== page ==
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Attorney General of Virginia

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Commonwealth of Virginia
Office of the Attorney General

Mark Herring
Attorney General

202 North Ninth Street
Richmond, Virginia 23219

 

For media inquiries only, contact:  
Charlotte Gomer, Director of Communication
Phone: (804)786-1022 
Mobile: (804) 512-2552
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ATTORNEY GENERAL HERRING SUPPORTS PENNSYLVANIA’S FIREARM AGE REGULATIONS

~ Herring has filed an amicus brief defending a Pennsylvania law limiting the issuance of concealed-carry licenses to people 21+ ~

RICHMOND Attorney General Mark R. Herring has filed an amicus brief defending a Pennsylvania law limiting the issuance of concealed-carry licenses to people ages 21 and up. In the brief filed in the U.S. Court of Appeals for the Third Circuit, Attorney General Herring and a coalition of 20 attorneys general argue that states have the right to enact reasonable, age-based firearm regulations that protect public safety and reduce the prevalence of gun violence.

 

Attorney General Herring and his colleagues filed the brief in Lara v. Commissioner of the Pennsylvania State Police, a lawsuit challenging a Pennsylvania law that generally restricts the issuance of concealed-carry permits to people ages 21 and up. A lower court ruled in this case that laws regulating the sale of firearms to young people are longstanding and constitutional.

 

“States must have the ability to enact reasonable, age-based firearm regulations that keep their communities and their citizens safe,” said Attorney General Herring. “These and other age-based gun safety measures have proven effective in maintaining public safety and potentially keeping guns out of the hands of dangerous individuals. I will continue to stand with my colleagues in supporting a state’s right to enact commonsense gun safety policies that maintain public safety goals and keep communities and families safe.”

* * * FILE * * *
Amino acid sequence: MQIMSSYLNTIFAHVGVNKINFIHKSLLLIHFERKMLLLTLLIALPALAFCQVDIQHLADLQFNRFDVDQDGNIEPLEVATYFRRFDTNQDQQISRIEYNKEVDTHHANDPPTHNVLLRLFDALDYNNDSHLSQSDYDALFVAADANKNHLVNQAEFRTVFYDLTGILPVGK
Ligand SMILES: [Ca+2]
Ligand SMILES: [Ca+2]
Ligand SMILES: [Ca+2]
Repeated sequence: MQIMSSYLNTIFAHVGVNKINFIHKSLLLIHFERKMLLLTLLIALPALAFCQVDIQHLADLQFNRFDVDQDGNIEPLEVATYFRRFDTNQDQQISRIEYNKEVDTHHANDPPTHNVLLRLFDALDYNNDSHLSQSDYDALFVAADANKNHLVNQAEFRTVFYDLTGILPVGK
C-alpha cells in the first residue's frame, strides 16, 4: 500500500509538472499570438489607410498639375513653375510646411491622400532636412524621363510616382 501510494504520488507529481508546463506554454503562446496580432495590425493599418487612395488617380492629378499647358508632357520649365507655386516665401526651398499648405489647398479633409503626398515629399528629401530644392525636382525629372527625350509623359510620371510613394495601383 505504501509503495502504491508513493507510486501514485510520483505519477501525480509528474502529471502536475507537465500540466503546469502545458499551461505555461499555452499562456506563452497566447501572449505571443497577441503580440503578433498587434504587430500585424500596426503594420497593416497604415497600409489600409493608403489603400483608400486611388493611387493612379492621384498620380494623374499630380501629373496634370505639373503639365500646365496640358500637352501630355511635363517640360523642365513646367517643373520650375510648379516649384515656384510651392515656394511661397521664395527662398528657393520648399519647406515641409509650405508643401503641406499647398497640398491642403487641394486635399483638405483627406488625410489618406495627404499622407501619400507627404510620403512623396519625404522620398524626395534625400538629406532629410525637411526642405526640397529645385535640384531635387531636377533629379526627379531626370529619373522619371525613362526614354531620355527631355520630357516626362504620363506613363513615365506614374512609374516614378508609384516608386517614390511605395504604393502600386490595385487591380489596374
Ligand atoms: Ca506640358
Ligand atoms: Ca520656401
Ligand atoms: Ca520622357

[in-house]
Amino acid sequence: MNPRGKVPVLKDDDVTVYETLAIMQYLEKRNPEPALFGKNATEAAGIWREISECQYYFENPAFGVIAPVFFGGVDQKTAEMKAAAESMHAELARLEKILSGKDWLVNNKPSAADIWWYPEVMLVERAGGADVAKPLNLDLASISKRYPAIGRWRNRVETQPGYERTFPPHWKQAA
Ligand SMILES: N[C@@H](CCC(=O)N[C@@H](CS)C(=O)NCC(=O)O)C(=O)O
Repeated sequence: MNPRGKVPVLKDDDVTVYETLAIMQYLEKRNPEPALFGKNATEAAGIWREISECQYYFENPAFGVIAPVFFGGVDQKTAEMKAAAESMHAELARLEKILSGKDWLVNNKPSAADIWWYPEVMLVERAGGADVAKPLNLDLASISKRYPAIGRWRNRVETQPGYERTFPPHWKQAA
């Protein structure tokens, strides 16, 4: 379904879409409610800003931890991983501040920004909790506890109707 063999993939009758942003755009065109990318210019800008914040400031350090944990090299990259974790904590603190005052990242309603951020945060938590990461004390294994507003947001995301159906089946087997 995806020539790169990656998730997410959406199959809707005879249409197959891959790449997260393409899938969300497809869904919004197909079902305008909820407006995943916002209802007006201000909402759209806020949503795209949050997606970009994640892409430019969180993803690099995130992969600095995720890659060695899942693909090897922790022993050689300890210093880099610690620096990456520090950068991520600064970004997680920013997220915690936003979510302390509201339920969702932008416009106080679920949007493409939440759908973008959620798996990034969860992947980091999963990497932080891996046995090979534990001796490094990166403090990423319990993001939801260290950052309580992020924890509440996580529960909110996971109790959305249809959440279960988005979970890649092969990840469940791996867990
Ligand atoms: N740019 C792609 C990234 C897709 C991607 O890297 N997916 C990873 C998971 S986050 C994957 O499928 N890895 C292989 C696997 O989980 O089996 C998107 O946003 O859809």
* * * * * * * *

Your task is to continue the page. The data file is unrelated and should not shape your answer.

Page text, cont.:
In the brief, Attorney General Herring and his colleagues argue that the Second Amendment gives states the ability to enact sensible regulations designed to protect the public, including age-based restrictions that limit the ability of people younger than 21 to carry concealed firearms in public. Although regulations differ based on each state’s needs, virtually every state and the District of Columbia has imposed some age-based restrictions on the sale or use of firearms, and over 30 states and the District of Columbia have enacted statutes which prohibit people younger than 21 from carrying concealed firearms in public. Similarly, courts across the country consistently have upheld age-based regulations, noting that the goal of these regulations is to deter crime and promote public safety.

 

Earlier this month, Attorney General Herring helped successfully defend a longstanding federal gun violence prevention measure that limits the sale of handguns to those aged 21 and older, after he and Maryland Attorney General Brian Frosh filed an amicus brief defending the decades-old law.

 

Additionally, last week, Attorney General Herring filed an amicus brief in the U.S. Supreme Court defending New York’s law regulating when individuals may obtain a license to carry firearms in public. Attorney General Herring and his colleagues argued that the Second Amendment does not provide Americans with an unrestricted right to carry loaded firearms in virtually all public places, but instead, in keeping with centuries of tradition, allows states to enact policies regulating public carry that are tailored to local public safety concerns and needs.

 

Joining Attorney General Herring in filing the amicus brief are the attorneys general of California, Connecticut, Delaware, the District of Columbia, Hawaii, Illinois, Maryland, Massachusetts, Michigan, Minnesota, Nevada, New Jersey, New Mexico, New York, North Carolina, Oregon, Rhode Island, Vermont, and Washington.

 

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